Prevalence of Parkinson's disease in a Chinese population
Abstract:Woo J, Lau E, Ziea E, Chan DKY. Prevalence of Parkinson's disease in a Chinese population.
Acta Neurol Scand 2003 DOI: 10.1046/j.1600-0404.2003.00220.x © Blackwell Munksgaard 2003. Background –
Ethnic differences in the prevalence of Parkinson's disease have been observed, but may be due to differences in screening instruments and diagnostic criteria. Aims –
To compare the prevalence of Parkinson's disease in Hong Kong Chinese and Australians in Sydney. Methods –
A door-to-door community survey in the Hong Kong Chinese population was carried out using a two-staged procedure (screening questionnaire followed by physical examination), which had been validated for use in the community in a survey among Australians, to determine the prevalence in Chinese and to compare with that in Australians. Results –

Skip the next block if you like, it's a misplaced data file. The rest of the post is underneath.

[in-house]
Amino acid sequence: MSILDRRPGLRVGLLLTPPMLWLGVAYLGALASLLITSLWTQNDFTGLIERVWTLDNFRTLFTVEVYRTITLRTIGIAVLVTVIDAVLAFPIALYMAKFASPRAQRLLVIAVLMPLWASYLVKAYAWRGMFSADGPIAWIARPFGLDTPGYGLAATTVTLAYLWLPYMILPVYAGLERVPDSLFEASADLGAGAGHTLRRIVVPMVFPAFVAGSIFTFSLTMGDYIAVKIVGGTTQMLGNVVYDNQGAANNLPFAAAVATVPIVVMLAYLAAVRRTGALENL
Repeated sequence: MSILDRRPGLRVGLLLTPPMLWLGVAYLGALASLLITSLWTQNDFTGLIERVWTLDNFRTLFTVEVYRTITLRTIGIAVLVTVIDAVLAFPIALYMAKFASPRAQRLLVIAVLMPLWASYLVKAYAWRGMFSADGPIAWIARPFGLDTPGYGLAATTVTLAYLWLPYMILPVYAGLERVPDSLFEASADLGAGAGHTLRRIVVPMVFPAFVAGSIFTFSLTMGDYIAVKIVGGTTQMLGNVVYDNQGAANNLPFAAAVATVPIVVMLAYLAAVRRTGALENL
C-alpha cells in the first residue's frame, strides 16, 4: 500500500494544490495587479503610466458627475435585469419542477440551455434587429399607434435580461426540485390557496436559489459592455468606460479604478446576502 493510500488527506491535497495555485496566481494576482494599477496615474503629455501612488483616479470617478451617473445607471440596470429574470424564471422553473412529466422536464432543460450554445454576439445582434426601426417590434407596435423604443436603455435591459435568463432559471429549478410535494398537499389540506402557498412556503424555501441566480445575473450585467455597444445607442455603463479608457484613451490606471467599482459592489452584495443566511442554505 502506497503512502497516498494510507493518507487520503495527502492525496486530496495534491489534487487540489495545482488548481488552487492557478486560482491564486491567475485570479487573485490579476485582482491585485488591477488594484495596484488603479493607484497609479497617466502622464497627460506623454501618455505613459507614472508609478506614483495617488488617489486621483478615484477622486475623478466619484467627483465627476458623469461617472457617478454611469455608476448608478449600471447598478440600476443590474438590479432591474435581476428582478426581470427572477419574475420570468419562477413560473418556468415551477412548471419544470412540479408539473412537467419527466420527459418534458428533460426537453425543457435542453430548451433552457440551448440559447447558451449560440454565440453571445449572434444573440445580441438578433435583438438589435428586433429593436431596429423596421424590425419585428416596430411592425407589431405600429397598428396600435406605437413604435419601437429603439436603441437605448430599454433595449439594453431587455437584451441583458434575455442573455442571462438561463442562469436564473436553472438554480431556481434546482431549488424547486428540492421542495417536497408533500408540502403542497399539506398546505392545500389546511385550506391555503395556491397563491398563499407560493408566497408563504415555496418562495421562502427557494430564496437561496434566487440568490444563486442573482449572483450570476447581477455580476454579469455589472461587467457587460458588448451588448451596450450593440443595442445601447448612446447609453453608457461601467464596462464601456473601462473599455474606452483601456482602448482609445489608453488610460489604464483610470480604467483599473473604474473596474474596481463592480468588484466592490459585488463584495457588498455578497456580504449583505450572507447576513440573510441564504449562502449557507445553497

A total of 1080 households were contacted, the non-response rate was 27%. The prevalence among those aged 55 years in the community and above was 0.5%, and 0.186% for the overall population assuming no subjects were below 55 years. These figures are lower than the 3.6% for Australians, aged >55 years. Conclusion –
There appears to be a difference in prevalence of Parkinson's disease between Hong Kong Chinese and Australians in Sydney. Such differences may be due to documented differences in prevalence of genetic polymorphisms associated with Parkinson's disease between Chinese and Australians, or to differences in environmental factors.
Document Type: Research Article
Affiliations: 1: Department of Medicine and Therapeutics, The Chinese University of Hong Kong, Hong Kong 2: Department of Community and Family Medicine, The Chinese University of Hong Kong, Hong Kong 3: Department of Aged Care, Bankstown Hospital, University of New South Wales, Sydney, NSW, Australia
Publication date: March 1, 2004